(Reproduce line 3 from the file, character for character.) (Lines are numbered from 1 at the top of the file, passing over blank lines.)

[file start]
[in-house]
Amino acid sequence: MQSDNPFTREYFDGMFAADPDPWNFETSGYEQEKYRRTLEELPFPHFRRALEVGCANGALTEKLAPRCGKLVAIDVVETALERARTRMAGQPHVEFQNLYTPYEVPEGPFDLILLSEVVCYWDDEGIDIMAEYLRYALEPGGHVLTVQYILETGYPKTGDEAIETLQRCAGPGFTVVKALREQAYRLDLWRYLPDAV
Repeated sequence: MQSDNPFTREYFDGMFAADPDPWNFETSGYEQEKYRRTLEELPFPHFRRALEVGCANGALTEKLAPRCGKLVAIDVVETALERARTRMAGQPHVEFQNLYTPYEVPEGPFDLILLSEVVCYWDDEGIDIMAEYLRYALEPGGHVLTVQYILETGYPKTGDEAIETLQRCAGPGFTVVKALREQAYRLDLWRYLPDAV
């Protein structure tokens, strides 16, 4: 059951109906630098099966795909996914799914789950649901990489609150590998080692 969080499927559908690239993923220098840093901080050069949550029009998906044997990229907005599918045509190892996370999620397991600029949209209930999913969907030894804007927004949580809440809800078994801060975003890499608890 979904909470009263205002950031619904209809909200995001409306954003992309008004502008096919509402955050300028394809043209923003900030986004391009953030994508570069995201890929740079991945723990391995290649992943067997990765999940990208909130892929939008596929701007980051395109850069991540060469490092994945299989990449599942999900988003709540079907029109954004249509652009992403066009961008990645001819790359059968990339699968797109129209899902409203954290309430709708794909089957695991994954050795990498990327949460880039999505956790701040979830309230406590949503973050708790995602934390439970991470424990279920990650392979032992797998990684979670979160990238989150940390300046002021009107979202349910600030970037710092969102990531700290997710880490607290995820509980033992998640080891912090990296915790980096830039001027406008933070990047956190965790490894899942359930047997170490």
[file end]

Repeated sequence: MQSDNPFTREYFDGMFAADPDPWNFETSGYEQEKYRRTLEELPFPHFRRALEVGCANGALTEKLAPRCGKLVAIDVVETALERARTRMAGQPHVEFQNLYTPYEVPEGPFDLILLSEVVCYWDDEGIDIMAEYLRYALEPGGHVLTVQYILETGYPKTGDEAIETLQRCAGPGFTVVKALREQAYRLDLWRYLPDAV